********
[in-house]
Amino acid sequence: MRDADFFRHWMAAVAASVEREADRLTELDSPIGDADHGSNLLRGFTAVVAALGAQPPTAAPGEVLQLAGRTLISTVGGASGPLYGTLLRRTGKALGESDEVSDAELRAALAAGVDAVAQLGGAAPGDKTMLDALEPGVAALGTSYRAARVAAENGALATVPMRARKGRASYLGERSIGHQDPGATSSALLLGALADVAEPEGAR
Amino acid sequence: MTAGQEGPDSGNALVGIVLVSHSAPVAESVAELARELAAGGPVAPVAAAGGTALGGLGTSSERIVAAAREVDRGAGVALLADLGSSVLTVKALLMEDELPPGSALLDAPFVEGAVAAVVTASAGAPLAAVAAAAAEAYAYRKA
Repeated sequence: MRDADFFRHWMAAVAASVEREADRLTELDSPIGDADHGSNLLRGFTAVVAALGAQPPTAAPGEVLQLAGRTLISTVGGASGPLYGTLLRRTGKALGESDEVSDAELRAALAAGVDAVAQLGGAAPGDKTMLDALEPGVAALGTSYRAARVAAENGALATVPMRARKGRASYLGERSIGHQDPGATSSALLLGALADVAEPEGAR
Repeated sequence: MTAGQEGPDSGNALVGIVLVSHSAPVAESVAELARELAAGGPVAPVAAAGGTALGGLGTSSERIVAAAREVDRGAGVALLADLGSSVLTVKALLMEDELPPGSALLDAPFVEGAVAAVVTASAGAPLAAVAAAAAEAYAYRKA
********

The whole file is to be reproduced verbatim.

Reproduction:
[in-house]
Amino acid sequence: MRDADFFRHWMAAVAASVEREADRLTELDSPIGDADHGSNLLRGFTAVVAALGAQPPTAAPGEVLQLAGRTLISTVGGASGPLYGTLLRRTGKALGESDEVSDAELRAALAAGVDAVAQLGGAAPGDKTMLDALEPGVAALGTSYRAARVAAENGALATVPMRARKGRASYLGERSIGHQDPGATSSALLLGALADVAEPEGAR
Amino acid sequence: MTAGQEGPDSGNALVGIVLVSHSAPVAESVAELARELAAGGPVAPVAAAGGTALGGLGTSSERIVAAAREVDRGAGVALLADLGSSVLTVKALLMEDELPPGSALLDAPFVEGAVAAVVTASAGAPLAAVAAAAAEAYAYRKA
Repeated sequence: MRDADFFRHWMAAVAASVEREADRLTELDSPIGDADHGSNLLRGFTAVVAALGAQPPTAAPGEVLQLAGRTLISTVGGASGPLYGTLLRRTGKALGESDEVSDAELRAALAAGVDAVAQLGGAAPGDKTMLDALEPGVAALGTSYRAARVAAENGALATVPMRARKGRASYLGERSIGHQDPGATSSALLLGALADVAEPEGAR
Repeated sequence: MTAGQEGPDSGNALVGIVLVSHSAPVAESVAELARELAAGGPVAPVAAAGGTALGGLGTSSERIVAAAREVDRGAGVALLADLGSSVLTVKALLMEDELPPGSALLDAPFVEGAVAAVVTASAGAPLAAVAAAAAEAYAYRKA